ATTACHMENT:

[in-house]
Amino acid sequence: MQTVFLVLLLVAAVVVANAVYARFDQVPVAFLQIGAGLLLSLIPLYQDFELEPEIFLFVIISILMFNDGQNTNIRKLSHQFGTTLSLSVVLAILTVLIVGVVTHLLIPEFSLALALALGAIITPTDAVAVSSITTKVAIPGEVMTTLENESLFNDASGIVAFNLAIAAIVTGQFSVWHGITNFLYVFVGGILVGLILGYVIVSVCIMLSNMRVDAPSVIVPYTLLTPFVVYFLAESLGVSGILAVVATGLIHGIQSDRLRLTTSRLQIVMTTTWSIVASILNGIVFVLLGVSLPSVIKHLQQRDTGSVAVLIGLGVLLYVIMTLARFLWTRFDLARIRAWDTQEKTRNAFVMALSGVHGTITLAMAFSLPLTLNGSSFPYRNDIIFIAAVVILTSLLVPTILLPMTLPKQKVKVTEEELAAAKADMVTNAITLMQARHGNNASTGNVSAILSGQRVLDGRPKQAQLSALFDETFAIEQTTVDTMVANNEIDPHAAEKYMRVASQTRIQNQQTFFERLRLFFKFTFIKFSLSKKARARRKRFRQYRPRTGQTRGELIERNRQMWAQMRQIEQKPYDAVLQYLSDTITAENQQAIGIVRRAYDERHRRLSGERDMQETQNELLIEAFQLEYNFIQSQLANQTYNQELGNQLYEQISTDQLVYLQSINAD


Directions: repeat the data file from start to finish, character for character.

[in-house]
Amino acid sequence: MQTVFLVLLLVAAVVVANAVYARFDQVPVAFLQIGAGLLLSLIPLYQDFELEPEIFLFVIISILMFNDGQNTNIRKLSHQFGTTLSLSVVLAILTVLIVGVVTHLLIPEFSLALALALGAIITPTDAVAVSSITTKVAIPGEVMTTLENESLFNDASGIVAFNLAIAAIVTGQFSVWHGITNFLYVFVGGILVGLILGYVIVSVCIMLSNMRVDAPSVIVPYTLLTPFVVYFLAESLGVSGILAVVATGLIHGIQSDRLRLTTSRLQIVMTTTWSIVASILNGIVFVLLGVSLPSVIKHLQQRDTGSVAVLIGLGVLLYVIMTLARFLWTRFDLARIRAWDTQEKTRNAFVMALSGVHGTITLAMAFSLPLTLNGSSFPYRNDIIFIAAVVILTSLLVPTILLPMTLPKQKVKVTEEELAAAKADMVTNAITLMQARHGNNASTGNVSAILSGQRVLDGRPKQAQLSALFDETFAIEQTTVDTMVANNEIDPHAAEKYMRVASQTRIQNQQTFFERLRLFFKFTFIKFSLSKKARARRKRFRQYRPRTGQTRGELIERNRQMWAQMRQIEQKPYDAVLQYLSDTITAENQQAIGIVRRAYDERHRRLSGERDMQETQNELLIEAFQLEYNFIQSQLANQTYNQELGNQLYEQISTDQLVYLQSINAD